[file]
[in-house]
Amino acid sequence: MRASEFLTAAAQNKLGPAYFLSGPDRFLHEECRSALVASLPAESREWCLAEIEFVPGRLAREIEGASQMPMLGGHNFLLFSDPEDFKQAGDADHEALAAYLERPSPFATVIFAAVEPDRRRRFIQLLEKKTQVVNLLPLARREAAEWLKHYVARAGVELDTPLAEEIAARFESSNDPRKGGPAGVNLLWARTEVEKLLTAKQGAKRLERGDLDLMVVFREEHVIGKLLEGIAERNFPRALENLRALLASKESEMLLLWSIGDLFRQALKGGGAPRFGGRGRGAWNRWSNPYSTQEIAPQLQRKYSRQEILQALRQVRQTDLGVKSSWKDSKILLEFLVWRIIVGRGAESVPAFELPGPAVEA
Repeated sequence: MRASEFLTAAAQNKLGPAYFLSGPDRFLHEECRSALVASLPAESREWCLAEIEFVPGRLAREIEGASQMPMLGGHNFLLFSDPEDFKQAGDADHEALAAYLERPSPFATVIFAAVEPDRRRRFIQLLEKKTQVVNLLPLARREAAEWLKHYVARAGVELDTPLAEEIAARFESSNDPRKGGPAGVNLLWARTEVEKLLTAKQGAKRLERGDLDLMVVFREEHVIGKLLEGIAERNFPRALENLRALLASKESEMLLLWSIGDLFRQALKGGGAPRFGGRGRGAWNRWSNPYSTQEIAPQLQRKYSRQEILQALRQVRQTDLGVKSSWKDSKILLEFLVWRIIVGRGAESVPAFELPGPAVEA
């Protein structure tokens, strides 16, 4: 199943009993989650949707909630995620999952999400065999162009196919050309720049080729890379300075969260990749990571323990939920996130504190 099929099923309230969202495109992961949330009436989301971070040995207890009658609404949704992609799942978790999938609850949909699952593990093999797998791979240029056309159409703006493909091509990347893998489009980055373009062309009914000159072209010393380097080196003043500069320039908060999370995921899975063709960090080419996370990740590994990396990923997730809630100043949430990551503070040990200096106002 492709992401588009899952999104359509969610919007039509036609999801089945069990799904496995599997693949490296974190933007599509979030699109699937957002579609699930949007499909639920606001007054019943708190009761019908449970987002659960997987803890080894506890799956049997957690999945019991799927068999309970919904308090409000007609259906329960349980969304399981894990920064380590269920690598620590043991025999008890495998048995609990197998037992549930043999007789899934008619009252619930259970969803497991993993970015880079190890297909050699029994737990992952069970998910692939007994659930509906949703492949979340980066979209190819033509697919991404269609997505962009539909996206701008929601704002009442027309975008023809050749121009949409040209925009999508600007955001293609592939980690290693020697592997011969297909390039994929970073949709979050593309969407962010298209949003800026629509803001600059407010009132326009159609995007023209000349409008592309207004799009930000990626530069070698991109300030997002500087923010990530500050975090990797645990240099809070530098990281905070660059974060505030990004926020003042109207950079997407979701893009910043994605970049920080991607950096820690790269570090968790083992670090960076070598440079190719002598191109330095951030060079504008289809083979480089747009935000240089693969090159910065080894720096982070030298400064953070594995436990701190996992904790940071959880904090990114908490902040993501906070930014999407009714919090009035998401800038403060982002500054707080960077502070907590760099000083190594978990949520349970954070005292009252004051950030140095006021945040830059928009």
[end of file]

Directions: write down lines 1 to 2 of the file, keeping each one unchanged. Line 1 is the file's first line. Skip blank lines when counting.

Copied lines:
[in-house]
Amino acid sequence: MRASEFLTAAAQNKLGPAYFLSGPDRFLHEECRSALVASLPAESREWCLAEIEFVPGRLAREIEGASQMPMLGGHNFLLFSDPEDFKQAGDADHEALAAYLERPSPFATVIFAAVEPDRRRRFIQLLEKKTQVVNLLPLARREAAEWLKHYVARAGVELDTPLAEEIAARFESSNDPRKGGPAGVNLLWARTEVEKLLTAKQGAKRLERGDLDLMVVFREEHVIGKLLEGIAERNFPRALENLRALLASKESEMLLLWSIGDLFRQALKGGGAPRFGGRGRGAWNRWSNPYSTQEIAPQLQRKYSRQEILQALRQVRQTDLGVKSSWKDSKILLEFLVWRIIVGRGAESVPAFELPGPAVEA